Embattled iron and coal miner, Cliff Natural Resources (NYSE:CLF) is stuck between a rock and a hard place.
On one hand, the miner is locked in an expensive and time-consuming proxy battle with Casablanca Capital, an activist hedge fund, which currently owns around 5% of Cliffs' shares. And on the other hand, Cliffs is struggling due to unfavorable iron ore pricing.
As the price of iron ore has slumped over the past 12 months, Cliffs has felt the effects. However, the company, in some respects, only has itself to blame.
Indeed, Cliffs' investment strategy has hardly been conservative, and according to the company's biggest critic, Casablanca Capital, it has been estimated that the company has wasted $9 billion acquiring mining assets, some of which are yet to be brought into production. The biggest of these red herring projects is the Canadian Bloom Lake mine.
Cliffs spent $4.9 billion acquiring Bloom Lake and has since spent $1.5 billion bringing the mine into production. The second stage of Bloom Lake has been indefinitely suspended as the company looks to conserve cash, although it's questionable if the mine is at all viable.
Unfortunately, the Bloom Lake mine is everything an iron ore mine shouldn't be; expensive, delayed and tied into crippling contracts.
During the first quarter Bloom Lake hit a record level of production 1.5 million tons. However, on the cost side of things, the first quarter cash cost was $94 per ton, including a $7 per ton lower-cost-or-market inventory adjustment. To put this into some perspective, the current price of iron ore is around $97 per ton and has fallen as low as $89 during the past six months.
Excluding this, Bloom Lake Mine's first-quarter 2014 cash cost was $87 per ton. This is compared to $89 per ton in the year-ago quarter. Cliffs was also forced to take a $16 million penalty during the quarter, incurred from a minimum tonnage rail shipment contract not being met, as a result of the delay in the Bloom Lake Phase II expansion.
All in all, with these high costs piling pressure on Cliffs, the company's operating loss per ton of iron ore produced from its Canadian operations during the first quarter was $31 during the first quarter.
A high cost of production and limited financing has already stalled the Bloom Lake Phase II, but the life of the whole Bloom Lake project could also be in jeopardy.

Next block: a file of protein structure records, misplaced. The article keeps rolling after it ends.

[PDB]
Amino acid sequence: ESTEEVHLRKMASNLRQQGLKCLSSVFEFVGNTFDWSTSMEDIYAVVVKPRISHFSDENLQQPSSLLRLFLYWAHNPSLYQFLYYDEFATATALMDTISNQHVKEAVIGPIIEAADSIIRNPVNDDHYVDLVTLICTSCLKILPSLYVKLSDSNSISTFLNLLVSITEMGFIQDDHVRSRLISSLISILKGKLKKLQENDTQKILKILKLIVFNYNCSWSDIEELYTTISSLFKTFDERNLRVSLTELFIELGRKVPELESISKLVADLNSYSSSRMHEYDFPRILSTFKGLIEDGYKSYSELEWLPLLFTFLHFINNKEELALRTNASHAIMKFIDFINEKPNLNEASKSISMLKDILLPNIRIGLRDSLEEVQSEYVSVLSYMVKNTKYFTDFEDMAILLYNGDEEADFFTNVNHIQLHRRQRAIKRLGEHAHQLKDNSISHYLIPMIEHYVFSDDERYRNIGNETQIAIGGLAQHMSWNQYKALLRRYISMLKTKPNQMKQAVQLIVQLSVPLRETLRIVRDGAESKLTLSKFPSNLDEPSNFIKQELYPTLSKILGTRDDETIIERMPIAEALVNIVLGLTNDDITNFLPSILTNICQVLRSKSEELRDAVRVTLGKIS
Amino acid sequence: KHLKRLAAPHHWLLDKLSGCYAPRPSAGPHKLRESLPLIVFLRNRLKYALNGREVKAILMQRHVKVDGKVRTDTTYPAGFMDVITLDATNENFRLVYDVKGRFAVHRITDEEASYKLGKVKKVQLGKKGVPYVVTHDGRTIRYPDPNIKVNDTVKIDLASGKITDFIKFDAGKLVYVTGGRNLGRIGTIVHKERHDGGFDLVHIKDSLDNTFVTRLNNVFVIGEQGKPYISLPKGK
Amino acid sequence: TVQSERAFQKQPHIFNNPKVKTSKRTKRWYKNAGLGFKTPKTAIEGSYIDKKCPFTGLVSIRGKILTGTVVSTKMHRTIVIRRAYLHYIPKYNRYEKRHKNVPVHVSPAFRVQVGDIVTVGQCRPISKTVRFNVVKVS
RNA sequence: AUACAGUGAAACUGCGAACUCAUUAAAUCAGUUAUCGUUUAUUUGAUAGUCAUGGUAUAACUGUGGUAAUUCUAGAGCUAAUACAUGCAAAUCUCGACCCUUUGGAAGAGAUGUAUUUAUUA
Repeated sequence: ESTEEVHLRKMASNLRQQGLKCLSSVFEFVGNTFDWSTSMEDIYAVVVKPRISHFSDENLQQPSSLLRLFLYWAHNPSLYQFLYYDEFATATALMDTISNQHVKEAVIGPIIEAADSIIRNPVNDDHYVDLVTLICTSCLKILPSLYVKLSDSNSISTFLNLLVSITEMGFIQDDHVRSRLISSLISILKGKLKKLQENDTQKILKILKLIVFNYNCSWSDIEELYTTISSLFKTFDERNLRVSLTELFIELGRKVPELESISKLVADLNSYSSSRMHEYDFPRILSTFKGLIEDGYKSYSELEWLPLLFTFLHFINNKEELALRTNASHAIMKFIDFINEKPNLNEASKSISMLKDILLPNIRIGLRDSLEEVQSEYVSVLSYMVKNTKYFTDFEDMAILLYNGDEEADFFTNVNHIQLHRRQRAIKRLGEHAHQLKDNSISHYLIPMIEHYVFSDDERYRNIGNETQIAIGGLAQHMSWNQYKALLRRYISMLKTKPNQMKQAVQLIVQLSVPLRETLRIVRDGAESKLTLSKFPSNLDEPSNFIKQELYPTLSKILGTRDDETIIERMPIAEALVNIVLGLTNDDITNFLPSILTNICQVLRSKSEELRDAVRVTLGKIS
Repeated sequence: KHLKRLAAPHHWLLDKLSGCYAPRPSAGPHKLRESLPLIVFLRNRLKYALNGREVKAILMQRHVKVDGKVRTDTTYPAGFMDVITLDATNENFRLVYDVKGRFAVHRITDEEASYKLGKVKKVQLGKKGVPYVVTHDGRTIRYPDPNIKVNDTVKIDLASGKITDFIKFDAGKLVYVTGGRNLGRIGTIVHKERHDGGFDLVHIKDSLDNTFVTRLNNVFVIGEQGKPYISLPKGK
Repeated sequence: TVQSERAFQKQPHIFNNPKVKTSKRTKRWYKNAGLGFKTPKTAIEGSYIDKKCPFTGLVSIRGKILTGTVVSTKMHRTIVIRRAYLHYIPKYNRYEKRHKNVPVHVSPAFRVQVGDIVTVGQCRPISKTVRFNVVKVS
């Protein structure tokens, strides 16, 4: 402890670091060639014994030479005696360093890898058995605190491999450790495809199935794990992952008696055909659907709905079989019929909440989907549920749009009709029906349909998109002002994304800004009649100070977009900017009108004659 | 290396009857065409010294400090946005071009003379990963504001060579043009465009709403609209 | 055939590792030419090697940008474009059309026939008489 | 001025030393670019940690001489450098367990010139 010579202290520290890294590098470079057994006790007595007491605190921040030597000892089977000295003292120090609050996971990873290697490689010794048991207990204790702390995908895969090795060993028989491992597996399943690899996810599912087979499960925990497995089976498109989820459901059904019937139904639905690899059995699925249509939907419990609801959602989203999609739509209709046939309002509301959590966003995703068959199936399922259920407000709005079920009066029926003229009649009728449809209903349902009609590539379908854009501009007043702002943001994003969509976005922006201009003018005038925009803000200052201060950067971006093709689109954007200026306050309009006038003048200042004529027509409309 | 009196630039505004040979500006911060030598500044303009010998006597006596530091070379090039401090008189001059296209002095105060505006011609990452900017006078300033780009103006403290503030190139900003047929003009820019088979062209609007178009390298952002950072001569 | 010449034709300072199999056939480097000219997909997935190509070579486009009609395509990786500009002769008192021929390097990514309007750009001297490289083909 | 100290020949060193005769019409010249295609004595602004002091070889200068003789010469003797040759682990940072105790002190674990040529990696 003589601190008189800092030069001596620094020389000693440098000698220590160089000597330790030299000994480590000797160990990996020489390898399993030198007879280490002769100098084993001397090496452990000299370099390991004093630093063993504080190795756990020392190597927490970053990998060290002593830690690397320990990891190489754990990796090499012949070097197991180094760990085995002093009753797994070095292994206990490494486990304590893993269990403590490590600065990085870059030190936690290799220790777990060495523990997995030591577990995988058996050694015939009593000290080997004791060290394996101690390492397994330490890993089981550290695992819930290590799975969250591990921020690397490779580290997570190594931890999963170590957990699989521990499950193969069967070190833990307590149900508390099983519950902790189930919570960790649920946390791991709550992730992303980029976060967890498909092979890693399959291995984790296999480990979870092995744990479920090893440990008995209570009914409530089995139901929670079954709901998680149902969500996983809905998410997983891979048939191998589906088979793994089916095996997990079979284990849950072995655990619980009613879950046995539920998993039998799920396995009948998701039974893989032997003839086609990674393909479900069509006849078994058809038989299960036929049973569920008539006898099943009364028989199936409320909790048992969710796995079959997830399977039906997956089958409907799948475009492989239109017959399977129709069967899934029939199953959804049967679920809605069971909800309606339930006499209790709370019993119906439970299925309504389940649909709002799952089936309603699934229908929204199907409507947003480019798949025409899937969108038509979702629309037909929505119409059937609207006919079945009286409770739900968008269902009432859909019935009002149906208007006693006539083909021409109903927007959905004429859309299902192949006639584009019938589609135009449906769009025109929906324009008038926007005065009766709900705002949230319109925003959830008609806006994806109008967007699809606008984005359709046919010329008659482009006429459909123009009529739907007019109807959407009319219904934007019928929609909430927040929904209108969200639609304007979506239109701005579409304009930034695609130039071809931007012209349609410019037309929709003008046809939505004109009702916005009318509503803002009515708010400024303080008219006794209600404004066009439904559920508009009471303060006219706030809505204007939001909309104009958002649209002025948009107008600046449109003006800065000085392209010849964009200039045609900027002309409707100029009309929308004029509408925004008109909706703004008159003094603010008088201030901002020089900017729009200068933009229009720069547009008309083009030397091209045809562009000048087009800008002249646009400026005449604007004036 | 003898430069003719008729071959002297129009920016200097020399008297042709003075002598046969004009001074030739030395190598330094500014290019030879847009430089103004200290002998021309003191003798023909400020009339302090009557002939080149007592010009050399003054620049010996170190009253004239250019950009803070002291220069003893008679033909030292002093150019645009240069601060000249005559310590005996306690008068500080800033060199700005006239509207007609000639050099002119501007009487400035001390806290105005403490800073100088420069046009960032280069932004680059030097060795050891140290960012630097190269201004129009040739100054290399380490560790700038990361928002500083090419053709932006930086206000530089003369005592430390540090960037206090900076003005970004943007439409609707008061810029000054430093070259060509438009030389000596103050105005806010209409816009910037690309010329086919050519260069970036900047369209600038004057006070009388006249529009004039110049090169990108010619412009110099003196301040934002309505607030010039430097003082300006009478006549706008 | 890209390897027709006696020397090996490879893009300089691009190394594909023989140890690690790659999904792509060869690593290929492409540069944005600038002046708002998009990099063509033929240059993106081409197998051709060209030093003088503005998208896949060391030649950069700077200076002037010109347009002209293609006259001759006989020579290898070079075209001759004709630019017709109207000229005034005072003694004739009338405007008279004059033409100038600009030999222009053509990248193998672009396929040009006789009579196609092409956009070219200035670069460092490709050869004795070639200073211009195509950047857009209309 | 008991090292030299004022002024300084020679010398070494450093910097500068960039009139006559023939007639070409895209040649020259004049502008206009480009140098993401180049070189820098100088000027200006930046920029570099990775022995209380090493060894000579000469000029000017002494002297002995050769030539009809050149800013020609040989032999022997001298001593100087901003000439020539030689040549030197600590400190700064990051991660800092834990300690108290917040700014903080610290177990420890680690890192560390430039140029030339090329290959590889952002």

However, for Cliffs, closing Bloom Lake will not be an easy task. Analysts believe that even a full shutdown of the project would incur costs of $275 million to $300 million per annum. Broken down, these costs are mainly due to take-or-pay agreements, as well as worker severance costs and ongoing costs related to the run-down of the mine.
Nevertheless, Cliffs may not have a choice in the matter. According to Wall Street, Cliffs' Canadian operations are losing around $60 million per annum, excluding interest, tax and depreciation costs. Further, the Street believes that Bloom Lake is burning through $260 million per annum in cash at current rates. Analysts are also stating that the recent idling of Pinnacle will cost the company $30 million to $40 million. That's a total cash burn of around $300 million per annum just from Bloom Lake and Pinnacle.
On the first quarter earnings conference call, Cliffs' management revealed that it was working with bankers to look at strategic operations for Bloom Lake. A sale may be the best option, although with costs being so high, the company might not be able to find a buyer.
So overall, while Cliffs fights its battle with Casablanca, the company is bleeding cash. The Bloom Lake is a huge red herring. Now the second stage of the project has been suspended, it is unlikely that the project will be about the reach the levels of output needed to reduce costs significantly.
Cliffs' management may need to take drastic action in order to keep the company alive.
Rupert Hargreaves has no position in any stocks mentioned. The Motley Fool has no position in any of the stocks mentioned. Try any of our Foolish newsletter services free for 30 days. We Fools may not all hold the same opinions, but we all believe that considering a diverse range of insights makes us better investors. The Motley Fool has a disclosure policy.
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